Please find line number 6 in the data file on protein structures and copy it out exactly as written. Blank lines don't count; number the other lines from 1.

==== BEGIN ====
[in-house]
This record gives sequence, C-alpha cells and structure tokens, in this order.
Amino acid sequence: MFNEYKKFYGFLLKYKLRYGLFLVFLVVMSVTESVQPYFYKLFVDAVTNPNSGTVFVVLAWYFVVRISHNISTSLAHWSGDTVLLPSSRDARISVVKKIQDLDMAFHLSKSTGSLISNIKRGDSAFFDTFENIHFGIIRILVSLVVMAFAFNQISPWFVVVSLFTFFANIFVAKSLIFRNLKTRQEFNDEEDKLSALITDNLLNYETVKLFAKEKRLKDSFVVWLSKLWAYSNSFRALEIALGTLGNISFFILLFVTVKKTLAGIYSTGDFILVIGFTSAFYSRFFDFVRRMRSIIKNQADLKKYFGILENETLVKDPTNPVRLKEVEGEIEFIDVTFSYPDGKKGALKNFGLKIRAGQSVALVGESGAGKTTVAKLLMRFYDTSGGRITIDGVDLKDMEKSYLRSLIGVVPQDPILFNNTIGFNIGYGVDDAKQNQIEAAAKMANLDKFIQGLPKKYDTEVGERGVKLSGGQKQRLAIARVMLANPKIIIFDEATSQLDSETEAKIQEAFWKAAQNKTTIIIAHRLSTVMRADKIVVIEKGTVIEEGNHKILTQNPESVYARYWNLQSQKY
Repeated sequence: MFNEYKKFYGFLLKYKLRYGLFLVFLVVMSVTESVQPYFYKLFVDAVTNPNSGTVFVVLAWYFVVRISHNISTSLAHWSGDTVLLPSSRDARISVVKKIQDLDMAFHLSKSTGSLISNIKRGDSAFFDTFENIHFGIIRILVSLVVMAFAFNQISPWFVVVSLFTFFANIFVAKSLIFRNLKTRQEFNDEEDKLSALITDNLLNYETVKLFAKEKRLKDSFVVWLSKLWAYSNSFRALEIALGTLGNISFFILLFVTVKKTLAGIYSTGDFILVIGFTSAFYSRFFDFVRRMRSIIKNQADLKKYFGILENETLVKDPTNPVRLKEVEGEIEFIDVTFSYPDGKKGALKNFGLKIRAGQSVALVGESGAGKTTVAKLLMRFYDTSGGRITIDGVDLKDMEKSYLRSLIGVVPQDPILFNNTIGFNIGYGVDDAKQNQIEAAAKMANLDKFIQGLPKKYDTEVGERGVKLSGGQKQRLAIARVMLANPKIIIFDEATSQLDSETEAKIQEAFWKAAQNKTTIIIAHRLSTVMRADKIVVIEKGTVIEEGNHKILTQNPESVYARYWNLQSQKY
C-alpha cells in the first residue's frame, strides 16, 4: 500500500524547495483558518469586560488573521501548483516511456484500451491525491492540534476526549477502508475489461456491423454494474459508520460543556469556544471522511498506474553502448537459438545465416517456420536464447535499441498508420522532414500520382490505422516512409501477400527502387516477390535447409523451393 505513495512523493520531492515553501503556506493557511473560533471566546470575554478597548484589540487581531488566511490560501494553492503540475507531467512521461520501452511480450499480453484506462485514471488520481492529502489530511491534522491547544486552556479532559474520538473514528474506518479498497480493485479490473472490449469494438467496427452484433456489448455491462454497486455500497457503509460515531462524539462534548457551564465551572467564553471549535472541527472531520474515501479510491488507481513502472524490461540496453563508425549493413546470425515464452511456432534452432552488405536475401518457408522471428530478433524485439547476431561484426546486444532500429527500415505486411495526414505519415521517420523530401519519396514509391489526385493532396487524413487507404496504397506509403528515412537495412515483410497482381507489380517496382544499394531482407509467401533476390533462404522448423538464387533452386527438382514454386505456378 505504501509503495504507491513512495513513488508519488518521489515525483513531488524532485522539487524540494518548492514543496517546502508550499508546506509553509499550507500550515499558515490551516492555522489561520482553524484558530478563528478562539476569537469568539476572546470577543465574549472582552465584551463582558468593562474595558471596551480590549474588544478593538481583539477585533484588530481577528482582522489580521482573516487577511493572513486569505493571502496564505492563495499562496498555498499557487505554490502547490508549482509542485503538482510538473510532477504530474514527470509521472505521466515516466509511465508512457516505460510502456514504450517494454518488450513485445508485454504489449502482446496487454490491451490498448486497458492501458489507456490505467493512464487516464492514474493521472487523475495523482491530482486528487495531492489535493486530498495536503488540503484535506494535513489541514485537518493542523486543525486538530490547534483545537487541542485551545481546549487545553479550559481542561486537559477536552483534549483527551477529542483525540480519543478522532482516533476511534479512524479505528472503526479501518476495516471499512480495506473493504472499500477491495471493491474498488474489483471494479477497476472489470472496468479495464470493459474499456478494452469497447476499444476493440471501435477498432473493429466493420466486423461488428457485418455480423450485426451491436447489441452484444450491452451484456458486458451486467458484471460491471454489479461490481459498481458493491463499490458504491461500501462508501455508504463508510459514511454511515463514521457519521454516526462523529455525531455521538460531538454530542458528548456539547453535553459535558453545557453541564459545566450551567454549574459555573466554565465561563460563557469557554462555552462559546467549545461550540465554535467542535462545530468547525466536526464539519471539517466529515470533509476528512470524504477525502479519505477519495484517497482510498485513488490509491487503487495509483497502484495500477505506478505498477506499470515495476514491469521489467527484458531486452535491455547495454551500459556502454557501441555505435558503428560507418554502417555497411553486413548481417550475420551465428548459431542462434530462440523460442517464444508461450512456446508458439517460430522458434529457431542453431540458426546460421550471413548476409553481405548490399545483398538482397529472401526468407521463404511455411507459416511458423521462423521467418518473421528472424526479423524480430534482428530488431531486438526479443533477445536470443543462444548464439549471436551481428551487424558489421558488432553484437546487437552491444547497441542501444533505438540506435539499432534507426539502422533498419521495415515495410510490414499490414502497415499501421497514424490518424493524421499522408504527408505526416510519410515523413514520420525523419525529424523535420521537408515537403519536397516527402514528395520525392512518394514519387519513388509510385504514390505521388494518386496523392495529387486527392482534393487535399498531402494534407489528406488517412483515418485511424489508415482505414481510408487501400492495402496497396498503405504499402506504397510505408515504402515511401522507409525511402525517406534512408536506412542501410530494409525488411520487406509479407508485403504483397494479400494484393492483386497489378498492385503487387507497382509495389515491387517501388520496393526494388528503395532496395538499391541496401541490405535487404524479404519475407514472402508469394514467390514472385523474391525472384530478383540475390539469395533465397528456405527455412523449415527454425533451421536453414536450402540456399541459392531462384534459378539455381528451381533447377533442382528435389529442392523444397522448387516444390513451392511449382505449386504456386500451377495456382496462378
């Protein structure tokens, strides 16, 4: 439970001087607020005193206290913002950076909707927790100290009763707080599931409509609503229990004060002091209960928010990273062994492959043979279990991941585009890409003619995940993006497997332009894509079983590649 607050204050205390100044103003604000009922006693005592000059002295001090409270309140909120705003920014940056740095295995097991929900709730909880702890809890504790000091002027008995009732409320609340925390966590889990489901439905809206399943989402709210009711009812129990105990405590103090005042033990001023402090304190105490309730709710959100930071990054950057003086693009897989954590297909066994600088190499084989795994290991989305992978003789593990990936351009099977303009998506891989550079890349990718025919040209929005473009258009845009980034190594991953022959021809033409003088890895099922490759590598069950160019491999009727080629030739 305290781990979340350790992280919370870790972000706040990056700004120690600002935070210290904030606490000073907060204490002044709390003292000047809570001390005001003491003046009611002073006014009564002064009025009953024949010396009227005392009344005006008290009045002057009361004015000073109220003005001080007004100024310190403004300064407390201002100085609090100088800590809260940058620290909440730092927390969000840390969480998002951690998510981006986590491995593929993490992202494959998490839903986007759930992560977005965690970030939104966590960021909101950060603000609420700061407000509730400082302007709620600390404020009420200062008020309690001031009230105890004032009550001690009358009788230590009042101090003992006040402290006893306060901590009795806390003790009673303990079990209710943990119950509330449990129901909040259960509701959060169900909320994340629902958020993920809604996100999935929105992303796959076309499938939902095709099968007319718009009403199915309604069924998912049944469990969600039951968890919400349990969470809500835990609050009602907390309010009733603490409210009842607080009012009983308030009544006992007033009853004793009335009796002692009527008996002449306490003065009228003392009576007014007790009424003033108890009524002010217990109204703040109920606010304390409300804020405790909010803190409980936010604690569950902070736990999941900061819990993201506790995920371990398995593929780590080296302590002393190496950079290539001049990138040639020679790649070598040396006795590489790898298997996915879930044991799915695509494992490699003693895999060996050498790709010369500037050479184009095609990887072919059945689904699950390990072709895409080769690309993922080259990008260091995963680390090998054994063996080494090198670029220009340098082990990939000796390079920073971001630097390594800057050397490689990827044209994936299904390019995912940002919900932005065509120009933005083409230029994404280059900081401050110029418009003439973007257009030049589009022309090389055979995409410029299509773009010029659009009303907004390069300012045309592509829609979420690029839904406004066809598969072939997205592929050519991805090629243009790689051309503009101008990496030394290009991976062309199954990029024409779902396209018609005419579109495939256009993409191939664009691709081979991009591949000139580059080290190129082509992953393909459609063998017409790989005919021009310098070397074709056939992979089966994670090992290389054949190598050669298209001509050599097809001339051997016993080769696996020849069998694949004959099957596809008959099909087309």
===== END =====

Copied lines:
């Protein structure tokens, strides 16, 4: 439970001087607020005193206290913002950076909707927790100290009763707080599931409509609503229990004060002091209960928010990273062994492959043979279990991941585009890409003619995940993006497997332009894509079983590649 607050204050205390100044103003604000009922006693005592000059002295001090409270309140909120705003920014940056740095295995097991929900709730909880702890809890504790000091002027008995009732409320609340925390966590889990489901439905809206399943989402709210009711009812129990105990405590103090005042033990001023402090304190105490309730709710959100930071990054950057003086693009897989954590297909066994600088190499084989795994290991989305992978003789593990990936351009099977303009998506891989550079890349990718025919040209929005473009258009845009980034190594991953022959021809033409003088890895099922490759590598069950160019491999009727080629030739 305290781990979340350790992280919370870790972000706040990056700004120690600002935070210290904030606490000073907060204490002044709390003292000047809570001390005001003491003046009611002073006014009564002064009025009953024949010396009227005392009344005006008290009045002057009361004015000073109220003005001080007004100024310190403004300064407390201002100085609090100088800590809260940058620290909440730092927390969000840390969480998002951690998510981006986590491995593929993490992202494959998490839903986007759930992560977005965690970030939104966590960021909101950060603000609420700061407000509730400082302007709620600390404020009420200062008020309690001031009230105890004032009550001690009358009788230590009042101090003992006040402290006893306060901590009795806390003790009673303990079990209710943990119950509330449990129901909040259960509701959060169900909320994340629902958020993920809604996100999935929105992303796959076309499938939902095709099968007319718009009403199915309604069924998912049944469990969600039951968890919400349990969470809500835990609050009602907390309010009733603490409210009842607080009012009983308030009544006992007033009853004793009335009796002692009527008996002449306490003065009228003392009576007014007790009424003033108890009524002010217990109204703040109920606010304390409300804020405790909010803190409980936010604690569950902070736990999941900061819990993201506790995920371990398995593929780590080296302590002393190496950079290539001049990138040639020679790649070598040396006795590489790898298997996915879930044991799915695509494992490699003693895999060996050498790709010369500037050479184009095609990887072919059945689904699950390990072709895409080769690309993922080259990008260091995963680390090998054994063996080494090198670029220009340098082990990939000796390079920073971001630097390594800057050397490689990827044209994936299904390019995912940002919900932005065509120009933005083409230029994404280059900081401050110029418009003439973007257009030049589009022309090389055979995409410029299509773009010029659009009303907004390069300012045309592509829609979420690029839904406004066809598969072939997205592929050519991805090629243009790689051309503009101008990496030394290009991976062309199954990029024409779902396209018609005419579109495939256009993409191939664009691709081979991009591949000139580059080290190129082509992953393909459609063998017409790989005919021009310098070397074709056939992979089966994670090992290389054949190598050669298209001509050599097809001339051997016993080769696996020849069998694949004959099957596809008959099909087309």